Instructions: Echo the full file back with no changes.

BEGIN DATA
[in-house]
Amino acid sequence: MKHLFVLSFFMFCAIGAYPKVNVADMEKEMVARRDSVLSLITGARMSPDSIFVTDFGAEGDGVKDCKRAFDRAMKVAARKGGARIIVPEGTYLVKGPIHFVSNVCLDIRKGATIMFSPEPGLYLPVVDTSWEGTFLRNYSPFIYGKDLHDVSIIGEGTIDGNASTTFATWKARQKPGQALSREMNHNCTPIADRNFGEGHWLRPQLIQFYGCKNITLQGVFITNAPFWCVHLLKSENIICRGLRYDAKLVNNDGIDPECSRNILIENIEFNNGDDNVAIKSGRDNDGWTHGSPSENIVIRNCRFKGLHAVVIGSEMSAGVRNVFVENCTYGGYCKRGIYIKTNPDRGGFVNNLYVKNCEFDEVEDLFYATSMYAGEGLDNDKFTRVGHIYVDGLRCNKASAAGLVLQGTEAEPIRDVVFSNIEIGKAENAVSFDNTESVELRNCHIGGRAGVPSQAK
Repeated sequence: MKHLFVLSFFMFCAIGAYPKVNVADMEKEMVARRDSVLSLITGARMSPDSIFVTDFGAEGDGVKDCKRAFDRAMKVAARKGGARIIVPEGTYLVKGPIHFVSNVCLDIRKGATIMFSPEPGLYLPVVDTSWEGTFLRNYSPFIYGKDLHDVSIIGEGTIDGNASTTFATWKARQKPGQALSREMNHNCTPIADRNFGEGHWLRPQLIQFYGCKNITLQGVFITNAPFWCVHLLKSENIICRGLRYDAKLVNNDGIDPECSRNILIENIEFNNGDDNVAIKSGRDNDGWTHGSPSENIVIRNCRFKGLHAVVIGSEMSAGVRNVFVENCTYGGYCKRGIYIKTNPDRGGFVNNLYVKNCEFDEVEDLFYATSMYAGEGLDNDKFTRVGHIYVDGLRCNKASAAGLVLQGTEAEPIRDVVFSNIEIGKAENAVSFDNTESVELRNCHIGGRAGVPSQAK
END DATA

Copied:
[in-house]
Amino acid sequence: MKHLFVLSFFMFCAIGAYPKVNVADMEKEMVARRDSVLSLITGARMSPDSIFVTDFGAEGDGVKDCKRAFDRAMKVAARKGGARIIVPEGTYLVKGPIHFVSNVCLDIRKGATIMFSPEPGLYLPVVDTSWEGTFLRNYSPFIYGKDLHDVSIIGEGTIDGNASTTFATWKARQKPGQALSREMNHNCTPIADRNFGEGHWLRPQLIQFYGCKNITLQGVFITNAPFWCVHLLKSENIICRGLRYDAKLVNNDGIDPECSRNILIENIEFNNGDDNVAIKSGRDNDGWTHGSPSENIVIRNCRFKGLHAVVIGSEMSAGVRNVFVENCTYGGYCKRGIYIKTNPDRGGFVNNLYVKNCEFDEVEDLFYATSMYAGEGLDNDKFTRVGHIYVDGLRCNKASAAGLVLQGTEAEPIRDVVFSNIEIGKAENAVSFDNTESVELRNCHIGGRAGVPSQAK
Repeated sequence: MKHLFVLSFFMFCAIGAYPKVNVADMEKEMVARRDSVLSLITGARMSPDSIFVTDFGAEGDGVKDCKRAFDRAMKVAARKGGARIIVPEGTYLVKGPIHFVSNVCLDIRKGATIMFSPEPGLYLPVVDTSWEGTFLRNYSPFIYGKDLHDVSIIGEGTIDGNASTTFATWKARQKPGQALSREMNHNCTPIADRNFGEGHWLRPQLIQFYGCKNITLQGVFITNAPFWCVHLLKSENIICRGLRYDAKLVNNDGIDPECSRNILIENIEFNNGDDNVAIKSGRDNDGWTHGSPSENIVIRNCRFKGLHAVVIGSEMSAGVRNVFVENCTYGGYCKRGIYIKTNPDRGGFVNNLYVKNCEFDEVEDLFYATSMYAGEGLDNDKFTRVGHIYVDGLRCNKASAAGLVLQGTEAEPIRDVVFSNIEIGKAENAVSFDNTESVELRNCHIGGRAGVPSQAK